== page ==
Double Entry Bookkeeping System Defined

Cite this article as:"Double Entry Bookkeeping System Defined," in The Business Professor, updated November 24, 2018, last accessed October 22, 2020,


Double Entry Bookkeeping Defined

It is a type of bookkeeping and accounting practice where every transaction is recorded twice in the account book, once as the debit and again as credit. The total debit account and the total credit account should be equal if all the entries are correctly made. This system allows for a constant balancing of accounts.

A Little More on the Double Entry Bookkeeping System

Double entry bookkeeping is the norm worldwide, except for in very small and cash-transaction based firms. It is an effective practice for maintaining an accurate financial statement and detecting the errors becomes easier with this practice. It was invented by the Venice Merchants in the 13th century, later Italian monk Luca Pacioli formalized it in his book ‘Summa de Arithmetica, Geometrica, Poroportioni et Proportionaltie.’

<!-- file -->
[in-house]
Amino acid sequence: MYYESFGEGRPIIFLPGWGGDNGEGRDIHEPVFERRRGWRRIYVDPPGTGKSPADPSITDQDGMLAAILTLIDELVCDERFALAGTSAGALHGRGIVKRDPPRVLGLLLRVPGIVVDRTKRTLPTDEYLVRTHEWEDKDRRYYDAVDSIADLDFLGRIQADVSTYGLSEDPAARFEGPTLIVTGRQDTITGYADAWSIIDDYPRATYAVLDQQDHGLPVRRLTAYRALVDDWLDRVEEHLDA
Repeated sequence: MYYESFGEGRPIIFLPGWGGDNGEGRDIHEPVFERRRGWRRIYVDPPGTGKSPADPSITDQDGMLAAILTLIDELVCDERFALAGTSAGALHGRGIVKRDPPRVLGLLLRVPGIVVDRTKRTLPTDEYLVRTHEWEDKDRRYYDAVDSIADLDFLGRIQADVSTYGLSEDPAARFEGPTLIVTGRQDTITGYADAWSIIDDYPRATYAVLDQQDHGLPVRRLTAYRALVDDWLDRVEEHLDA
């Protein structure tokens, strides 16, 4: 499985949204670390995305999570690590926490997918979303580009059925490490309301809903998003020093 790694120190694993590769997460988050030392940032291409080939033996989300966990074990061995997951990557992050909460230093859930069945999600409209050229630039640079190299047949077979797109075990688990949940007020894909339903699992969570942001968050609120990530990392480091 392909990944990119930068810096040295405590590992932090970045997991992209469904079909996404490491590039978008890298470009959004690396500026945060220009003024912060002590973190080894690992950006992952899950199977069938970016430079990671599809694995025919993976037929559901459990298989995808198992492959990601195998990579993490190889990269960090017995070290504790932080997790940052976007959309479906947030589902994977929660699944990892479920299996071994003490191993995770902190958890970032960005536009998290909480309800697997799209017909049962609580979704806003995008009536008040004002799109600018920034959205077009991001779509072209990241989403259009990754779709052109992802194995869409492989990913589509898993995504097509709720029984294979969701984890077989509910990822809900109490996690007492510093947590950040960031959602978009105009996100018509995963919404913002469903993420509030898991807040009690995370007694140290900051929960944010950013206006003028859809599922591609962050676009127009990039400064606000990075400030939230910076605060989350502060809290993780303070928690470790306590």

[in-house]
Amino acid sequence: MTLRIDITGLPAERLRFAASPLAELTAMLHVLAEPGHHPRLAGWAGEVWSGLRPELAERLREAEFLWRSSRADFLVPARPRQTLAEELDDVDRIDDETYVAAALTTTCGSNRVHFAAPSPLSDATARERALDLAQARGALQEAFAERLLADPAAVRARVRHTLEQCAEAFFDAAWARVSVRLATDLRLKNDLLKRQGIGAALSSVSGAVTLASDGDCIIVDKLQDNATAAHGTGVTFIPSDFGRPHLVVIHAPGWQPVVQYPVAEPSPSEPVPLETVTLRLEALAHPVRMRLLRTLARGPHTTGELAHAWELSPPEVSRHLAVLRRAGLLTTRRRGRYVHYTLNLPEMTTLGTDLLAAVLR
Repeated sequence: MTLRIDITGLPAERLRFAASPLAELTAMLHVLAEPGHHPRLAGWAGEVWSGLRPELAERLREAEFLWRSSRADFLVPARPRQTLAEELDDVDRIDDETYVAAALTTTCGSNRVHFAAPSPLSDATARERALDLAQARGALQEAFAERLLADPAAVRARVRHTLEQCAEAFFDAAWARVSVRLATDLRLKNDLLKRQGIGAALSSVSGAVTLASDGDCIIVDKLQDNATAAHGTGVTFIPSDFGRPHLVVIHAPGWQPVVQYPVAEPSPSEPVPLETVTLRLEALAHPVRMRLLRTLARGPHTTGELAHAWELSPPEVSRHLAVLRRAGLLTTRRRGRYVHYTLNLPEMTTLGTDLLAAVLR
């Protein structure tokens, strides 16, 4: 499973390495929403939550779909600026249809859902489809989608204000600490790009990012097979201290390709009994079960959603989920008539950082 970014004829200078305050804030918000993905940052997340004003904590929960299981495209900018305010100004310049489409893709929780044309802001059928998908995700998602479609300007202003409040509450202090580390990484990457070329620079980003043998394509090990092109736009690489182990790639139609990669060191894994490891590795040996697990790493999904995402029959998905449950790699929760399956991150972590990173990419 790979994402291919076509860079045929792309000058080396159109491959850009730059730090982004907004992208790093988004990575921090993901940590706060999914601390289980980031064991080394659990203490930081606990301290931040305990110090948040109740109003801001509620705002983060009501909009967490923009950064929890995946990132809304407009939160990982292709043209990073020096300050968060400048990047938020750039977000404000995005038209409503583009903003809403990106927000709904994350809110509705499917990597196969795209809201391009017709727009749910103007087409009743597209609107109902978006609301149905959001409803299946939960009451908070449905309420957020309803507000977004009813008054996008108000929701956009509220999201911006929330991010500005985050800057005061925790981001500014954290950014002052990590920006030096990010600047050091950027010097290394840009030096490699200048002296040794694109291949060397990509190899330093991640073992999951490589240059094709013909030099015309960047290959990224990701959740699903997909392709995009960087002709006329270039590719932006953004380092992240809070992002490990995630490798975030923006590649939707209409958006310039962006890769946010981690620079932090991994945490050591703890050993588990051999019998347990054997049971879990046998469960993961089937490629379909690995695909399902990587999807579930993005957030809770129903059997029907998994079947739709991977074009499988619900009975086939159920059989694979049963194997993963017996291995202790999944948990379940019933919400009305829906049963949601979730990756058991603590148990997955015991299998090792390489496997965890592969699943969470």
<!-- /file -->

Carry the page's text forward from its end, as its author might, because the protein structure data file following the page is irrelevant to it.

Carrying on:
Debit and credit are two essential components of double entry. In accounting, the debit accounts are recorded at the left-hand side of the account ledger and the credit accounts are recorded at the right-hand side of an account ledger. The sum of debit must be equal to the sum of credit. This accounting method asserts the dual nature of every financial transaction, the source, and the disposition.

It satisfies the equation Assets = Liabilities + Owner’s Equity.

References for Double-Entry Accounting

Academic Research on Double Entry Bookkeeping

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